> to be a carriage house). Heck, it could be going nowhere at all
    > anymore.
    >
    > Interestingly, nothing in my studio seems to have been damaged. I
    > assumed that was because of the Equitech isolation panel, but perhaps
    > it's actually because the studio has its own ground rod, which is much
    > more likely to be done correctly. That's all behind drywall, so I can't
    > see where it goes.
    >
    > My electrician's had a family emergency, but when he gets back to work,
    > maybe he can shed some (battery-powered) light on the grounding system
    > here.
    >
    > --
    > Jay Levitt |
    > Wellesley, MA | Hi!
    > Faster: jay at jay dot eff-em | Where are we going?
    > http://www.jay.fm | Why am I in this handbasket?
  3. Don't be a wimp. Two screws and you'd really have to fuck up to "brush" any
    wires. Electricians install my previously run circuits all the time without
    bringing the house down. However, if you like resetting all your clocks
    again...! <g> And besides, one can never be too safe around electricity,
    especially service panels. I regularly open mine because I'm always running
    new circuits, but regularly may mean once a year.

    --


    Roger W. Norman
    SirMusic Studio
    Roger@SirMusicStudio.com
    301-585-4681




    "Jay Levitt" <jay+news@jay.fm> wrote in message
    news:MPG.199c7ff27108c41c9899f1@news-east.giganews.com...
    > In article <bgtugp$21l$1@panix2.panix.com>, kludge@panix.com says...
    > > Jay Levitt <jay+news@jay.fm> wrote:
    > > >
    > > >The ground itself is a thick braided cable, 3/0 gauge if I'm reading

    the
    > > >smudged printing correctly. Oddly, I only see this cable going to one
    > > >of the two panels, and one is NOT a sub-panel of the other; perhaps the
    > > >ground is tied between them with regular Romex? These are 200-amp
    > > >panels, FWIW.

    > >
    > > The code says that each individual service needs to be grounded, so that
    > > second panel should have a connection to a ground. Pull the cover off
    > > and look inside and see if it doesn't.

    >
    > I actually need to pull the cover off to take photos for Cutler-Hammer
    > anyway. I presume that this is the sort of operation I'd want to shut
    > the main power off to do...? I worry about the (metal) panel brushing
    > against live wires, etc. as I remove it.
    >
    > > >The other bad part is that the ground cable runs at LEAST 30 feet

    before
    > > >disappearing into a crawlspace. That doesn't seem like a good thing.

    I
    > > >suspect that this ground wire was not redone when the house was

    rewired,
    > > >so it could be as old as 1970, when the house was first wired (it used
    > > >to be a carriage house). Heck, it could be going nowhere at all
    > > >anymore.

    > >
    > > The code says this is okay, as long as "the ground electrode is as near
    > > as practicable to and preferably in the same area as the grounding

    conductor
    > > connection to the system" (250-26C).

    >
    > I figured it was OK for code, but presumably bad for lightning
    > discharge, yes?
    >
    > > >Interestingly, nothing in my studio seems to have been damaged. I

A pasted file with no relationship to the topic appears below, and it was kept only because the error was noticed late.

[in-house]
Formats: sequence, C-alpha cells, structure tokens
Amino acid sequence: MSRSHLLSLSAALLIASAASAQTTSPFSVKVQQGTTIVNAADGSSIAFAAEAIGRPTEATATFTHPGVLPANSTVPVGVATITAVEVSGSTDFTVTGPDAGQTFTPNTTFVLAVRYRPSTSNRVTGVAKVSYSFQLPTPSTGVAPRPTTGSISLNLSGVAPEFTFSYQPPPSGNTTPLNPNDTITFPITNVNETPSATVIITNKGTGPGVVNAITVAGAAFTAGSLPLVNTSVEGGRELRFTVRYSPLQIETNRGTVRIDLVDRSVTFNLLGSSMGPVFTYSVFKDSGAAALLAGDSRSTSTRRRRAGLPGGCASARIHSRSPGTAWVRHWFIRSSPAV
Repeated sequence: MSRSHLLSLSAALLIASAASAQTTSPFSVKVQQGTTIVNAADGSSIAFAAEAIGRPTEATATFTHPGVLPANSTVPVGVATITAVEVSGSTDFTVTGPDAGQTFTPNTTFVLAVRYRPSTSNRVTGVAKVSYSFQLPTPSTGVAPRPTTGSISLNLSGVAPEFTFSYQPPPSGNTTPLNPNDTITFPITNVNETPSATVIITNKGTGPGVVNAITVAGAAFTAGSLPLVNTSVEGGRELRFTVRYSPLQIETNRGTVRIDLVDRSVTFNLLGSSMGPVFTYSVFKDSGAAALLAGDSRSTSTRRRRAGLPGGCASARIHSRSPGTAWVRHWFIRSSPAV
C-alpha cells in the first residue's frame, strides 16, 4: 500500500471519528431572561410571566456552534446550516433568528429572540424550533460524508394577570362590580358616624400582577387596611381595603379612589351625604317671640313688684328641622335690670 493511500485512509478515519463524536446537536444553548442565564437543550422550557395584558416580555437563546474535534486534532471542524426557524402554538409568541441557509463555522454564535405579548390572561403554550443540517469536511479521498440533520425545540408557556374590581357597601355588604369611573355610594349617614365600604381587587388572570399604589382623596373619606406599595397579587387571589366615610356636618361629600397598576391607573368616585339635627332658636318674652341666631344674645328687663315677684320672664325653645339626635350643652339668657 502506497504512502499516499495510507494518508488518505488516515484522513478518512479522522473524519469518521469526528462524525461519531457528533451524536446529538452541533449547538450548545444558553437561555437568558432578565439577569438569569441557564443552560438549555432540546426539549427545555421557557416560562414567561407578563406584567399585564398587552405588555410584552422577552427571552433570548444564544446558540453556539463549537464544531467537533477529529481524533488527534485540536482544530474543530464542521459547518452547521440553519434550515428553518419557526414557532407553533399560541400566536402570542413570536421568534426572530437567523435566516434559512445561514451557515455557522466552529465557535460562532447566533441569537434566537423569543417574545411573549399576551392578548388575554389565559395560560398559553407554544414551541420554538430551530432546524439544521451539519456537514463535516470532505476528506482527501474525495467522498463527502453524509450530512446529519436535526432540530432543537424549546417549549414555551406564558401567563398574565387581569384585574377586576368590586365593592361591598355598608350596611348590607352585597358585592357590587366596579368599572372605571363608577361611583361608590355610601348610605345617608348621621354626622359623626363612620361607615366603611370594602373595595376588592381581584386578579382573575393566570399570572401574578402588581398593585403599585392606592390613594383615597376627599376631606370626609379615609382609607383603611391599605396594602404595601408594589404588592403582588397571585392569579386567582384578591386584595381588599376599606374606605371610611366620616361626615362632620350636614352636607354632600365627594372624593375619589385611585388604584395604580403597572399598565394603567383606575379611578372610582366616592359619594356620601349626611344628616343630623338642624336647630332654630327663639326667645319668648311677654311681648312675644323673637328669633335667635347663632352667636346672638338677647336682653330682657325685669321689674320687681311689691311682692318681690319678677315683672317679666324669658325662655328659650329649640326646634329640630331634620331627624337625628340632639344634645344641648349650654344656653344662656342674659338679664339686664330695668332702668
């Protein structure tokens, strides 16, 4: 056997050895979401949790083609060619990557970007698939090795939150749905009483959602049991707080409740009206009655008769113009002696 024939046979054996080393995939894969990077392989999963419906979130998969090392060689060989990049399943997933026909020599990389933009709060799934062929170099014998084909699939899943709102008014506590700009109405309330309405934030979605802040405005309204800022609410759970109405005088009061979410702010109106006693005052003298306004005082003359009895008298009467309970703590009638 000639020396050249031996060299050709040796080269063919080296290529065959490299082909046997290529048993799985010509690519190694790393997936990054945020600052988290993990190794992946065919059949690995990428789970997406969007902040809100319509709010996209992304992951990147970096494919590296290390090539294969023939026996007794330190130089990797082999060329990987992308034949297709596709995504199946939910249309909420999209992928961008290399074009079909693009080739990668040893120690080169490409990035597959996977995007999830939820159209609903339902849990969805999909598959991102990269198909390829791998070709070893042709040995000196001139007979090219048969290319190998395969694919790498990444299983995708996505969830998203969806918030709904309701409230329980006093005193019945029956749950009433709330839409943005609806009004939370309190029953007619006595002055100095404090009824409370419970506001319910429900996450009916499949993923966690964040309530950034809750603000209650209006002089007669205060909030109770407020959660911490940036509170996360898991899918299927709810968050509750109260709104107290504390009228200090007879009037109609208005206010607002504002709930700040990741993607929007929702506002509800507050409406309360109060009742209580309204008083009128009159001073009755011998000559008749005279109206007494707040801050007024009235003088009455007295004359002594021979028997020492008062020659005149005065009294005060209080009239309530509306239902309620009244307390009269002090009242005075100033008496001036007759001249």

> > >assumed that was because of the Equitech isolation panel, but perhaps
    > > >it's actually because the studio has its own ground rod, which is much
    > > >more likely to be done correctly. That's all behind drywall, so I

    can't
    > > >see where it goes.

    > >
    > > The isolation systems provide some isolation from trash on the power
    > > lines, but they don't do anything about polluted grounds.

    >
    > Is that true even for the balanced power systems?
    >
    > > Does the studio have a seperate service? If so, it should have an

    individual
    > > ground.

    >
    > Nope, it doesn't - the Equitech panel is run off a 70A breaker on a
    > nearby sub-panel. However, the design for the studio specified a
    > separate, way-the-hell-oversized ground for audio reasons.
    >
    >
    > > Go to the bookstore and get a copy of the NEC. It's lots of fun to try
    > > and figure out.

    >
    > I'd rather get a hundred thousand paper cuts on my face...
    >
    > --
    > Jay Levitt |
    > Wellesley, MA | Hi!
    > Faster: jay at jay dot eff-em | Where are we going?
    > http://www.jay.fm | Why am I in this handbasket?
  4. A subpanel SHOULD NOT be running to a separate ground. The ground runs back
    from the subpanel to the service or it's a real, separate service. A new
    service needs grounding. A subpanel should not be grounded. 70 Amps
    requires 6/2 cable for anything less than 150 feet, so your Equitech panel
    is indeed a new service and needs to have it's own ground. If it doesn't
    have 6/2 cable or larger, then it's the wrong wire, and it's wired wrong.

    Damn, you have a mishmash of electrical in your house.

    --


    Roger W. Norman
    SirMusic Studio
    Roger@SirMusicStudio.com
    301-585-4681




    "Jay Levitt" <jay+news@jay.fm> wrote in message
    news:MPG.199c7ff27108c41c9899f1@news-east.giganews.com...
    > In article <bgtugp$21l$1@panix2.panix.com>, kludge@panix.com says...
    > > Jay Levitt <jay+news@jay.fm> wrote:
    > > >
    > > >The ground itself is a thick braided cable, 3/0 gauge if I'm reading

    the
    > > >smudged printing correctly. Oddly, I only see this cable going to one
    > > >of the two panels, and one is NOT a sub-panel of the other; perhaps the
    > > >ground is tied between them with regular Romex? These are 200-amp